The story starts with the falling of cold embers from the sky.
Everything I once loved falls as ashes on my skin.
I lie on a bed of flames and my body ignites.
This was how we began a conversation with God.
I sit. Like an observer—soundproof & numb with oblivion.
Something crawls out of my throat.
Black smoke wriggling around the body of a beautiful boy.
Every line in this poem ends with a period.
& that implies that there's no breaking point.
Dear brother, hold your breath till you run out of music.
Our breath smells like the last elegy we heard our mothers sing.
& that was after colonization.
That was after we learned to spell slavery without vowels.
To prove how meaningless it was.
That was after we learned to count in tally marks, every man who was exiled.
That was after our brothers learned about the Pentecost.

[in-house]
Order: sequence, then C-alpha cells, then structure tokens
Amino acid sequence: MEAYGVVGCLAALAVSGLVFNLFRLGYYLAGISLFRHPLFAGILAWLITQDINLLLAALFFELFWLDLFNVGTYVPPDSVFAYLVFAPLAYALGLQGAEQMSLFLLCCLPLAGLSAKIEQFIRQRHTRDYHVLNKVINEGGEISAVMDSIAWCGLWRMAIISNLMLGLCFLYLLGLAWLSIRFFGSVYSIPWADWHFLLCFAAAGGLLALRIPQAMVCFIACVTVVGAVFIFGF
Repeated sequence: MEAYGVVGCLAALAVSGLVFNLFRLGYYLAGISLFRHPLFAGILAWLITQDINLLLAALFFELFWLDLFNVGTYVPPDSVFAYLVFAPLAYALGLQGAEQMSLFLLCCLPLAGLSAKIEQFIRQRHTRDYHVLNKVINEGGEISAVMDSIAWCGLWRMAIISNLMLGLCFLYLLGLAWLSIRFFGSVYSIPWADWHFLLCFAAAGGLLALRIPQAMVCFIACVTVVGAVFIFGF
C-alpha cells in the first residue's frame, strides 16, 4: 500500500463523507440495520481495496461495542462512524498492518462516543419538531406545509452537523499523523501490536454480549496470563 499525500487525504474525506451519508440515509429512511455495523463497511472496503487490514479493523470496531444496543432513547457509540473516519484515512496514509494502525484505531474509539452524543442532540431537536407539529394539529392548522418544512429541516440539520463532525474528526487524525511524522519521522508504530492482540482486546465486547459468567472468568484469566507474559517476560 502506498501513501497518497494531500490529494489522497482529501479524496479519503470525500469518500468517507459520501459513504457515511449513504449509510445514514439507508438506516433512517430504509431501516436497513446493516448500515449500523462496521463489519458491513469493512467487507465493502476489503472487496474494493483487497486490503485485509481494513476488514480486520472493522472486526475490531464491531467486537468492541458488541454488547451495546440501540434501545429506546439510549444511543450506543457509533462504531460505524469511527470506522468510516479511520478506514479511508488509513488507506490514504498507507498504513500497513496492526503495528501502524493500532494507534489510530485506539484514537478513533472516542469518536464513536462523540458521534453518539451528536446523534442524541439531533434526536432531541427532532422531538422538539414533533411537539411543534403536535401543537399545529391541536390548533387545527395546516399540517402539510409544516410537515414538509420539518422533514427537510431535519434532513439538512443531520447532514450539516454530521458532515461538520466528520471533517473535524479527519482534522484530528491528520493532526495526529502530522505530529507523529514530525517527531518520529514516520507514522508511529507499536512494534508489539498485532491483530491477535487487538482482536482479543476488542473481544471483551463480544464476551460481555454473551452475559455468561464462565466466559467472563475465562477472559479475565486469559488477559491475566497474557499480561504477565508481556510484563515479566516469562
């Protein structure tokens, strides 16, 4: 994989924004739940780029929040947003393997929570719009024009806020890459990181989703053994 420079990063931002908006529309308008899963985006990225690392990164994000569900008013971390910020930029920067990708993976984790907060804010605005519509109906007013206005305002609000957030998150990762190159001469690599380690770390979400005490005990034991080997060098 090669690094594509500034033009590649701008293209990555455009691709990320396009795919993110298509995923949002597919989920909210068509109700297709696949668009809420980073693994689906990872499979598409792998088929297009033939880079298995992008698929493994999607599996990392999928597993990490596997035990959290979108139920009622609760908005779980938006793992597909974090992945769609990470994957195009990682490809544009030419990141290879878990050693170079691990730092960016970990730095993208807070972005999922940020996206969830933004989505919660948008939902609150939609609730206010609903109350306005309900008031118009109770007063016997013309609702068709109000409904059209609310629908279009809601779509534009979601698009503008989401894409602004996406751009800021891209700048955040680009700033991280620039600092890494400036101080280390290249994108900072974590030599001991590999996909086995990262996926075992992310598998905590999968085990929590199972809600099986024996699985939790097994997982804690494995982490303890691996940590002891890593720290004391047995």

After they learned to pray in unknown tongues to attract the glory of God.
And after I practiced to stream my fricatives with a similar cacophony.
To modify my tongue until God found it worthy of an answer.
I know our mothers also prayed.
They prayed for ships to wreck.
They prayed for rubber skins, that could take so much suffering & still not break.
They prayed for their husbands & sons to return.
They prayed & prayed.
& still prayed to be heard.
Dear brother, do you know what it means to breathe & yet, be breathless?
To be the story & yet, the metaphor.